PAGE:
Question 1: Based on the rationale for the current “standard of care” for primary diffuse large B-cell lymphoma of the CNS, what is the optimal induction therapy?
Correct Answer: C. A high-dose methotrexate–based regimen.
Untreated primary diffuse large B-cell lymphoma of the CNS is associated with dismal outcomes, with a median survival of 2–3 months.1-3 Corticosteroids can provide both rapid clinical and radiographic improvement when used alone, but they rarely lead to a sustained response. Steroids are included as a component of a number of polychemotherapy regimens for primary diffuse large B-cell lymphoma of the CNS.
Radiation alone is associated with high response rates, but 66% of patients recur within the tumor bed; this results in disappointing progression-free survival rates and a median overall survival in the range of 11–18 months, leaving few (1%–2%) long-term survivors.4,5 However, whole-brain radiotherapy alone remains a viable option in patients deemed too weak to tolerate high-dose methotrexate.
In a multivariate analysis, high-dose methotrexate has been shown to be the only treatment-related factor independently associated with improvement in survival (P = .01)6; however; single-agent high-dose methotrexate alone is not a sufficient induction approach in otherwise “fit” patients with diffuse large B-cell lymphoma of the CNS.7 Therefore, efforts have been focused on further increasing treatment efficacy by adding other active agents or strategies during induction (with high-dose methotrexate) and consolidation (after high-dose methotrexate) phases of therapy.
The earliest use of a methotrexate-based regimen was intravenous methotrexate at doses of 200 mg/m2 and 1 g/m2 in conjunction with intrathecal methotrexate followed by whole-brain radiotherapy and high-dose cytarabine.8 This approach was further evaluated in a larger group of patients (n = 102) in a multicenter trial (RTOG 9310), where high-dose methotrexate (2.5 g/m2) in conjunction with intrathecal methotrexate, vincristine, and oral procarbazine were followed by whole-brain radiotherapy and cytarabine.9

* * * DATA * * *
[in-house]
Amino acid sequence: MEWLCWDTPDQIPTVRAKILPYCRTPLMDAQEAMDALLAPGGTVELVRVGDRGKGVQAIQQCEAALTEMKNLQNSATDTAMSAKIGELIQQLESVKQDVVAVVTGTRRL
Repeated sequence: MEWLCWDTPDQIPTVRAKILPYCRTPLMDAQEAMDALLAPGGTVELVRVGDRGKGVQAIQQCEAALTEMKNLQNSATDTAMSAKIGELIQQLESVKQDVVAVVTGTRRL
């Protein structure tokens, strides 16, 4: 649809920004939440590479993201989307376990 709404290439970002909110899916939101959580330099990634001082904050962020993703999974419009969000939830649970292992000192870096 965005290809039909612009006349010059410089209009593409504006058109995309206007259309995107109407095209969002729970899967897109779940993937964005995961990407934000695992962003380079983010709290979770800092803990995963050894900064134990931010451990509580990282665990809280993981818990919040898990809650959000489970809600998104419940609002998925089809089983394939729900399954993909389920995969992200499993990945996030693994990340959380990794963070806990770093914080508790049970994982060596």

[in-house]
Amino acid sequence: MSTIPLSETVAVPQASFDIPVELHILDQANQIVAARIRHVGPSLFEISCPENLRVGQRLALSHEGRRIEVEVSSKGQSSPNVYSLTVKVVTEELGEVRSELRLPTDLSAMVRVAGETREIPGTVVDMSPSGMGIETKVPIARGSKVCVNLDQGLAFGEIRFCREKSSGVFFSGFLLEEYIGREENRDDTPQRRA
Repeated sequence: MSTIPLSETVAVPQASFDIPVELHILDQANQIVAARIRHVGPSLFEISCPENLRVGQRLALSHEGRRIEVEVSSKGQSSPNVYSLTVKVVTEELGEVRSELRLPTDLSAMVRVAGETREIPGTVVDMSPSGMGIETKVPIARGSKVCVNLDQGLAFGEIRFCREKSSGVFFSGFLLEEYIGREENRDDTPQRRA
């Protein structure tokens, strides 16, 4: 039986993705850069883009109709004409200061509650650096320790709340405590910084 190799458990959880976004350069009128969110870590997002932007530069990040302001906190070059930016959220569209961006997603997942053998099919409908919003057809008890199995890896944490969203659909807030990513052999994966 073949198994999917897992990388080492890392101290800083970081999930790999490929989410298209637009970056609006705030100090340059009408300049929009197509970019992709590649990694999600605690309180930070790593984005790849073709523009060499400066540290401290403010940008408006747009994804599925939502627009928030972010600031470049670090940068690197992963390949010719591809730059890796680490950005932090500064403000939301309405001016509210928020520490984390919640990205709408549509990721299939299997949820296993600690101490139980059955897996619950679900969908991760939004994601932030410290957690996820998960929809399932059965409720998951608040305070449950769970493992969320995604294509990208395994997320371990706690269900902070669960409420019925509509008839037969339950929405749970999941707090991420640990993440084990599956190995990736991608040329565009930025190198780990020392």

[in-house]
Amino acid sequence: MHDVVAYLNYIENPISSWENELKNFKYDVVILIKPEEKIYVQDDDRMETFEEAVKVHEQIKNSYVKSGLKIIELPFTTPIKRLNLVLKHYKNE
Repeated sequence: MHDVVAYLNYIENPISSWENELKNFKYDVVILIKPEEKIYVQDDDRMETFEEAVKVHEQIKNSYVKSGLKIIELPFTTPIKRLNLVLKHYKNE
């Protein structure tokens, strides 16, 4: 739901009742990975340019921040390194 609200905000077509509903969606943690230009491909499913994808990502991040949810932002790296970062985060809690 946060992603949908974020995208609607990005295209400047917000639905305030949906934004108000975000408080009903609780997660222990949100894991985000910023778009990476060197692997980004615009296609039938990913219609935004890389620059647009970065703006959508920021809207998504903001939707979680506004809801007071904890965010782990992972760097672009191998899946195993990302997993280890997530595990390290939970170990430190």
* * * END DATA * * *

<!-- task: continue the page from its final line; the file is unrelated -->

The overall survival and progression-free survival were 36.9 and 24.0 months, respectively. A total of 58% of patients experienced complete response, with an additional 36% of patients experiencing partial responses, prior to delivery of whole-brain radiotherapy. Older age and intervention with whole-brain radiotherapy, even at a lower dose of 36 Gy (decreased from the original 45 Gy dose in this trial), did not prevent treatment-related deleterious neurotoxicity. Approximately 24% of patients treated with combined chemoradiotherapy for diffuse large B-cell lymphoma of the CNS developed serious neurotoxicity, which increased over time.10 Thus, optimal treatment for patients with diffuse large B-cell lymphoma is poorly defined, due to a lack of randomized phase III trials.
Furthermore, a direct comparison between the specific components of high-dose methotrexate–based regimens studied in different trials is not possible. For example, many of the regimens included whole-brain radiotherapy consolidation or utilized intrathecal chemotherapy during induction. However, despite these limitations in data, a number of recent phase II clinical trials have documented continued improved outcomes with high-dose methotrexate–based regimen(s), establishing high-dose methotrexate as a “standard part of induction therapy.”
Our patient started induction therapy as outlined in the CALGB 50202 (Alliance 50202) trial. This induction regimen (which included high-dose methotrexate, leucovorin, rituximab, and temozolomide) has proved to be effective and well tolerated in adults up to age 74.11 Following induction therapy, the disease is re-assessed, and in this particular protocol, consolidation therapy with cytarabine and etoposide is delivered to patients who achieve complete response or unconfirmed complete response.
The CALGB 50201 (Alliance 50202) protocol successfully eliminated the risk of radiation-induced neurotoxicity by omitting consolidative whole-brain radiotherapy without jeopardizing outcomes (Table 1). Whole-brain radiotherapy still may have an important therapeutic position, albeit at a lower dose than 30 Gy when combined with polychemoimmunotherapy.
For example, a multicenter phase II study administered rituximab, methotrexate, procarbazine, and vincristine followed by consolidation with reduced-dose whole-brain radiotherapy (23.4 Gy) and cytarabine. This regimen resulted in encouraging outcomes with minimal neurotoxicity.12 However, on this protocol, older (> 60 years) adults had inferior progression-free survival compared to younger adults.
Question 2: This patient would be classified as having which of the following International Primary Central Nervous System Lymphoma Collaborative Group response criteria?
Correct Answer: B. Unconfirmed complete response.